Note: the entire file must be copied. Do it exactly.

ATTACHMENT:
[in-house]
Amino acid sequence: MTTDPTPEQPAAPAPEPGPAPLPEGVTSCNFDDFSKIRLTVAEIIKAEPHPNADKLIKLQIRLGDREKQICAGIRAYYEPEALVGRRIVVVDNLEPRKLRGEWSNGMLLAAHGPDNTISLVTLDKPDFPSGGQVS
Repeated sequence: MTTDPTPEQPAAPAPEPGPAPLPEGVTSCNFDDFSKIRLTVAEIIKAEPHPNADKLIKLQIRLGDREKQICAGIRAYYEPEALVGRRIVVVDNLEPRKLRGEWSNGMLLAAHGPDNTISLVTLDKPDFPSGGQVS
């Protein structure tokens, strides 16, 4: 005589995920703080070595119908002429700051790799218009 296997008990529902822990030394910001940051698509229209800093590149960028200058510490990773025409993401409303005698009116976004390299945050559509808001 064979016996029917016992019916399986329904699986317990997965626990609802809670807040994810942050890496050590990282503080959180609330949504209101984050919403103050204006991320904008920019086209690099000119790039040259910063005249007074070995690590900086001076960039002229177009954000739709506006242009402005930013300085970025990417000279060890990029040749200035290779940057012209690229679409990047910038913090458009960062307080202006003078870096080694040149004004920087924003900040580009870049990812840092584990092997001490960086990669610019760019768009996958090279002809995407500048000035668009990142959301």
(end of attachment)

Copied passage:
[in-house]
Amino acid sequence: MTTDPTPEQPAAPAPEPGPAPLPEGVTSCNFDDFSKIRLTVAEIIKAEPHPNADKLIKLQIRLGDREKQICAGIRAYYEPEALVGRRIVVVDNLEPRKLRGEWSNGMLLAAHGPDNTISLVTLDKPDFPSGGQVS
Repeated sequence: MTTDPTPEQPAAPAPEPGPAPLPEGVTSCNFDDFSKIRLTVAEIIKAEPHPNADKLIKLQIRLGDREKQICAGIRAYYEPEALVGRRIVVVDNLEPRKLRGEWSNGMLLAAHGPDNTISLVTLDKPDFPSGGQVS
């Protein structure tokens, strides 16, 4: 005589995920703080070595119908002429700051790799218009 296997008990529902822990030394910001940051698509229209800093590149960028200058510490990773025409993401409303005698009116976004390299945050559509808001 064979016996029917016992019916399986329904699986317990997965626990609802809670807040994810942050890496050590990282503080959180609330949504209101984050919403103050204006991320904008920019086209690099000119790039040259910063005249007074070995690590900086001076960039002229177009954000739709506006242009402005930013300085970025990417000279060890990029040749200035290779940057012209690229679409990047910038913090458009960062307080202006003078870096080694040149004004920087924003900040580009870049990812840092584990092997001490960086990669610019760019768009996958090279002809995407500048000035668009990142959301």